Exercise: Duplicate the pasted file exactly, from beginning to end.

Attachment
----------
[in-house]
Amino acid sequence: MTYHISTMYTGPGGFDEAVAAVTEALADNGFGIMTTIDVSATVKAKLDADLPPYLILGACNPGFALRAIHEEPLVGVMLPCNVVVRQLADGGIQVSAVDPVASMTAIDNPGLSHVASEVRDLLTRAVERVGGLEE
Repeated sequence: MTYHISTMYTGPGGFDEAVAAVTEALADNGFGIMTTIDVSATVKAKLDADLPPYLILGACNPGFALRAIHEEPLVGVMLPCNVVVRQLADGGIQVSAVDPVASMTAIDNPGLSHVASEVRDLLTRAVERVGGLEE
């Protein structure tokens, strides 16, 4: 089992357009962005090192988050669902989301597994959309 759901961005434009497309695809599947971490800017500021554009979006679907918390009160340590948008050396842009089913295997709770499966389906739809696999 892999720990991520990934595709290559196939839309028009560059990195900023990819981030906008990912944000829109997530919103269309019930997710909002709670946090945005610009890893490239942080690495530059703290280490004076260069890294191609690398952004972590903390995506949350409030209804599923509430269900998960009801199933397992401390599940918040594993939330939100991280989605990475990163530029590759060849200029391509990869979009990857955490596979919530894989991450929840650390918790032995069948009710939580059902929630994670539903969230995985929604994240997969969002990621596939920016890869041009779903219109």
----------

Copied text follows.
[in-house]
Amino acid sequence: MTYHISTMYTGPGGFDEAVAAVTEALADNGFGIMTTIDVSATVKAKLDADLPPYLILGACNPGFALRAIHEEPLVGVMLPCNVVVRQLADGGIQVSAVDPVASMTAIDNPGLSHVASEVRDLLTRAVERVGGLEE
Repeated sequence: MTYHISTMYTGPGGFDEAVAAVTEALADNGFGIMTTIDVSATVKAKLDADLPPYLILGACNPGFALRAIHEEPLVGVMLPCNVVVRQLADGGIQVSAVDPVASMTAIDNPGLSHVASEVRDLLTRAVERVGGLEE
């Protein structure tokens, strides 16, 4: 089992357009962005090192988050669902989301597994959309 759901961005434009497309695809599947971490800017500021554009979006679907918390009160340590948008050396842009089913295997709770499966389906739809696999 892999720990991520990934595709290559196939839309028009560059990195900023990819981030906008990912944000829109997530919103269309019930997710909002709670946090945005610009890893490239942080690495530059703290280490004076260069890294191609690398952004972590903390995506949350409030209804599923509430269900998960009801199933397992401390599940918040594993939330939100991280989605990475990163530029590759060849200029391509990869979009990857955490596979919530894989991450929840650390918790032995069948009710939580059902929630994670539903969230995985929604994240997969969002990621596939920016890869041009779903219109």